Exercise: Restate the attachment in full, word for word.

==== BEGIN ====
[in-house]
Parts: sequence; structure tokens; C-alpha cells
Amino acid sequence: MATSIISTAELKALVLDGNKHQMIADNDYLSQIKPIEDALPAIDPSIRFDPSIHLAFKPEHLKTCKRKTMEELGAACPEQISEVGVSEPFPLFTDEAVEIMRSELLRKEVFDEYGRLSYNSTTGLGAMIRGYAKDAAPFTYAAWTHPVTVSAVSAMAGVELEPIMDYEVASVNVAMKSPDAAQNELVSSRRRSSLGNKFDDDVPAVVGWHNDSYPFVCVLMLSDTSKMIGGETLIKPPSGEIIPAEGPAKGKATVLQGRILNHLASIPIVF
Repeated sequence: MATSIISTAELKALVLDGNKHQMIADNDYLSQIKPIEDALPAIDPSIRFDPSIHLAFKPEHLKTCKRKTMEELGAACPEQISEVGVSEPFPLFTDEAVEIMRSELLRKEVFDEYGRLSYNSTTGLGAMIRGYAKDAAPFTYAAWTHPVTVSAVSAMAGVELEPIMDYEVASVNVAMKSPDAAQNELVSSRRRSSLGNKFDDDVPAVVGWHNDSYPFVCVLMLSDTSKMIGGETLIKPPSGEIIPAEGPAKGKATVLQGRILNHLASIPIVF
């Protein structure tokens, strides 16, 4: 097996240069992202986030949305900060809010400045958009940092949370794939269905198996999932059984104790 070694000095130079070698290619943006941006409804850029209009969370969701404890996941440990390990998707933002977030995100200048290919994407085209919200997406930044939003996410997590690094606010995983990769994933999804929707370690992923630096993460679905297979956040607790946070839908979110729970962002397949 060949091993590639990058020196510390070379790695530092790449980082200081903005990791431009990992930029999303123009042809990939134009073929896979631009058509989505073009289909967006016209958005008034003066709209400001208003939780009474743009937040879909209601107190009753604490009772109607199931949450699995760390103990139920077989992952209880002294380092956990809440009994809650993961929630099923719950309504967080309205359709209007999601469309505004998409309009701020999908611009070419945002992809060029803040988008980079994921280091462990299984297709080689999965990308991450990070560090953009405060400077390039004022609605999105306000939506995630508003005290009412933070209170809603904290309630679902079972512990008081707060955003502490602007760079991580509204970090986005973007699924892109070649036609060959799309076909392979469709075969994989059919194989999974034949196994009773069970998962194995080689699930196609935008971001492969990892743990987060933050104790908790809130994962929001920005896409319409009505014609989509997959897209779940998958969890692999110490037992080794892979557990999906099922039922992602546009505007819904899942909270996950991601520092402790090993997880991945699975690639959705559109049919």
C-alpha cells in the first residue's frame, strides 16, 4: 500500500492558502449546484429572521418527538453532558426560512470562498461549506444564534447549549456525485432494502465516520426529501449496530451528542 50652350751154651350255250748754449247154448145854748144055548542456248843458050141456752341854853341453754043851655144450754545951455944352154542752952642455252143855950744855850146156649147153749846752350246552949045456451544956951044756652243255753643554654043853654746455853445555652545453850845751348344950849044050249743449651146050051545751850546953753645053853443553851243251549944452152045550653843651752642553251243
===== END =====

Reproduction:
[in-house]
Parts: sequence; structure tokens; C-alpha cells
Amino acid sequence: MATSIISTAELKALVLDGNKHQMIADNDYLSQIKPIEDALPAIDPSIRFDPSIHLAFKPEHLKTCKRKTMEELGAACPEQISEVGVSEPFPLFTDEAVEIMRSELLRKEVFDEYGRLSYNSTTGLGAMIRGYAKDAAPFTYAAWTHPVTVSAVSAMAGVELEPIMDYEVASVNVAMKSPDAAQNELVSSRRRSSLGNKFDDDVPAVVGWHNDSYPFVCVLMLSDTSKMIGGETLIKPPSGEIIPAEGPAKGKATVLQGRILNHLASIPIVF
Repeated sequence: MATSIISTAELKALVLDGNKHQMIADNDYLSQIKPIEDALPAIDPSIRFDPSIHLAFKPEHLKTCKRKTMEELGAACPEQISEVGVSEPFPLFTDEAVEIMRSELLRKEVFDEYGRLSYNSTTGLGAMIRGYAKDAAPFTYAAWTHPVTVSAVSAMAGVELEPIMDYEVASVNVAMKSPDAAQNELVSSRRRSSLGNKFDDDVPAVVGWHNDSYPFVCVLMLSDTSKMIGGETLIKPPSGEIIPAEGPAKGKATVLQGRILNHLASIPIVF
């Protein structure tokens, strides 16, 4: 097996240069992202986030949305900060809010400045958009940092949370794939269905198996999932059984104790 070694000095130079070698290619943006941006409804850029209009969370969701404890996941440990390990998707933002977030995100200048290919994407085209919200997406930044939003996410997590690094606010995983990769994933999804929707370690992923630096993460679905297979956040607790946070839908979110729970962002397949 060949091993590639990058020196510390070379790695530092790449980082200081903005990791431009990992930029999303123009042809990939134009073929896979631009058509989505073009289909967006016209958005008034003066709209400001208003939780009474743009937040879909209601107190009753604490009772109607199931949450699995760390103990139920077989992952209880002294380092956990809440009994809650993961929630099923719950309504967080309205359709209007999601469309505004998409309009701020999908611009070419945002992809060029803040988008980079994921280091462990299984297709080689999965990308991450990070560090953009405060400077390039004022609605999105306000939506995630508003005290009412933070209170809603904290309630679902079972512990008081707060955003502490602007760079991580509204970090986005973007699924892109070649036609060959799309076909392979469709075969994989059919194989999974034949196994009773069970998962194995080689699930196609935008971001492969990892743990987060933050104790908790809130994962929001920005896409319409009505014609989509997959897209779940998958969890692999110490037992080794892979557990999906099922039922992602546009505007819904899942909270996950991601520092402790090993997880991945699975690639959705559109049919």
C-alpha cells in the first residue's frame, strides 16, 4: 500500500492558502449546484429572521418527538453532558426560512470562498461549506444564534447549549456525485432494502465516520426529501449496530451528542 50652350751154651350255250748754449247154448145854748144055548542456248843458050141456752341854853341453754043851655144450754545951455944352154542752952642455252143855950744855850146156649147153749846752350246552949045456451544956951044756652243255753643554654043853654746455853445555652545453850845751348344950849044050249743449651146050051545751850546953753645053853443553851243251549944452152045550653843651752642553251243